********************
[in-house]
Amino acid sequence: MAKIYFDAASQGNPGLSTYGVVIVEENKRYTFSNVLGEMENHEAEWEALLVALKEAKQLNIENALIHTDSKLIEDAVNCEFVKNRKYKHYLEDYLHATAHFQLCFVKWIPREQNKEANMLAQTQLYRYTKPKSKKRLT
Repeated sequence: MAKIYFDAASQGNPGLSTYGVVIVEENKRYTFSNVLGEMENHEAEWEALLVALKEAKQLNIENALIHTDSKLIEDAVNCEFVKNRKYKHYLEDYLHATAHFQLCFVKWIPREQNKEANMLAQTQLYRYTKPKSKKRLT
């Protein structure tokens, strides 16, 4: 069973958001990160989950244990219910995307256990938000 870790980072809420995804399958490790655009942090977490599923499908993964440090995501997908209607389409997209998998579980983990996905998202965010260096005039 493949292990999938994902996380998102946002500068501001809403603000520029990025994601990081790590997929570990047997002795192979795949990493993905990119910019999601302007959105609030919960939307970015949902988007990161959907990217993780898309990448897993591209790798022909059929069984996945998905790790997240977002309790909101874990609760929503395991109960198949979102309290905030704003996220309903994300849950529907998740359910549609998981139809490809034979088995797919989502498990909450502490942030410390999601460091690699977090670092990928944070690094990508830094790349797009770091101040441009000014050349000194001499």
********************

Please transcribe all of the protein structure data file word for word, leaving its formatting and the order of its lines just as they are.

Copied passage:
[in-house]
Amino acid sequence: MAKIYFDAASQGNPGLSTYGVVIVEENKRYTFSNVLGEMENHEAEWEALLVALKEAKQLNIENALIHTDSKLIEDAVNCEFVKNRKYKHYLEDYLHATAHFQLCFVKWIPREQNKEANMLAQTQLYRYTKPKSKKRLT
Repeated sequence: MAKIYFDAASQGNPGLSTYGVVIVEENKRYTFSNVLGEMENHEAEWEALLVALKEAKQLNIENALIHTDSKLIEDAVNCEFVKNRKYKHYLEDYLHATAHFQLCFVKWIPREQNKEANMLAQTQLYRYTKPKSKKRLT
């Protein structure tokens, strides 16, 4: 069973958001990160989950244990219910995307256990938000 870790980072809420995804399958490790655009942090977490599923499908993964440090995501997908209607389409997209998998579980983990996905998202965010260096005039 493949292990999938994902996380998102946002500068501001809403603000520029990025994601990081790590997929570990047997002795192979795949990493993905990119910019999601302007959105609030919960939307970015949902988007990161959907990217993780898309990448897993591209790798022909059929069984996945998905790790997240977002309790909101874990609760929503395991109960198949979102309290905030704003996220309903994300849950529907998740359910549609998981139809490809034979088995797919989502498990909450502490942030410390999601460091690699977090670092990928944070690094990508830094790349797009770091101040441009000014050349000194001499």